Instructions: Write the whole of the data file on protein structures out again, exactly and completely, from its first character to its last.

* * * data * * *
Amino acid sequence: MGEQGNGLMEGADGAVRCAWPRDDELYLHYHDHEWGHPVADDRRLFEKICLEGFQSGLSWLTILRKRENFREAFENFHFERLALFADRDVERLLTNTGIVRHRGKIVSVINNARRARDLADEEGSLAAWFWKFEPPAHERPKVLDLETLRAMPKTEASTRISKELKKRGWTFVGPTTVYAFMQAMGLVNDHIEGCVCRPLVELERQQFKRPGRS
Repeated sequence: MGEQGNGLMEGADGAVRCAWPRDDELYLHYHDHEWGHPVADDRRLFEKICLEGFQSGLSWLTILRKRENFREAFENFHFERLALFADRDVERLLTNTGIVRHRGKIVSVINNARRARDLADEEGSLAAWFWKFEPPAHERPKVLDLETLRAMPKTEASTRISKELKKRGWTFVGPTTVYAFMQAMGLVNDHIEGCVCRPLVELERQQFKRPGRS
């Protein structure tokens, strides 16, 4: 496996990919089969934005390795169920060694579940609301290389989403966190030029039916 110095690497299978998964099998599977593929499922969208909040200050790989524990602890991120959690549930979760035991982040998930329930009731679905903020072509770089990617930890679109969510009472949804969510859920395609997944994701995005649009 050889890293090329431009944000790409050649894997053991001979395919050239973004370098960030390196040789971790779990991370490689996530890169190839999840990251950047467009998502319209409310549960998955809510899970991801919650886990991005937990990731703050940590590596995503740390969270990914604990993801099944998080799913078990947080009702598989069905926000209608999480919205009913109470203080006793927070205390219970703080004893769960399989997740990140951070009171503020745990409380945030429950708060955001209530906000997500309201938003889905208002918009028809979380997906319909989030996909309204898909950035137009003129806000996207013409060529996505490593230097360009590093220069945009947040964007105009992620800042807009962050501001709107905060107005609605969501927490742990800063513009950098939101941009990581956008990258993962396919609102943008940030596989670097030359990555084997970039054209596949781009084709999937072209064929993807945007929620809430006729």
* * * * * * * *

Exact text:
Amino acid sequence: MGEQGNGLMEGADGAVRCAWPRDDELYLHYHDHEWGHPVADDRRLFEKICLEGFQSGLSWLTILRKRENFREAFENFHFERLALFADRDVERLLTNTGIVRHRGKIVSVINNARRARDLADEEGSLAAWFWKFEPPAHERPKVLDLETLRAMPKTEASTRISKELKKRGWTFVGPTTVYAFMQAMGLVNDHIEGCVCRPLVELERQQFKRPGRS
Repeated sequence: MGEQGNGLMEGADGAVRCAWPRDDELYLHYHDHEWGHPVADDRRLFEKICLEGFQSGLSWLTILRKRENFREAFENFHFERLALFADRDVERLLTNTGIVRHRGKIVSVINNARRARDLADEEGSLAAWFWKFEPPAHERPKVLDLETLRAMPKTEASTRISKELKKRGWTFVGPTTVYAFMQAMGLVNDHIEGCVCRPLVELERQQFKRPGRS
């Protein structure tokens, strides 16, 4: 496996990919089969934005390795169920060694579940609301290389989403966190030029039916 110095690497299978998964099998599977593929499922969208909040200050790989524990602890991120959690549930979760035991982040998930329930009731679905903020072509770089990617930890679109969510009472949804969510859920395609997944994701995005649009 050889890293090329431009944000790409050649894997053991001979395919050239973004370098960030390196040789971790779990991370490689996530890169190839999840990251950047467009998502319209409310549960998955809510899970991801919650886990991005937990990731703050940590590596995503740390969270990914604990993801099944998080799913078990947080009702598989069905926000209608999480919205009913109470203080006793927070205390219970703080004893769960399989997740990140951070009171503020745990409380945030429950708060955001209530906000997500309201938003889905208002918009028809979380997906319909989030996909309204898909950035137009003129806000996207013409060529996505490593230097360009590093220069945009947040964007105009992620800042807009962050501001709107905060107005609605969501927490742990800063513009950098939101941009990581956008990258993962396919609102943008940030596989670097030359990555084997970039054209596949781009084709999937072209064929993807945007929620809430006729």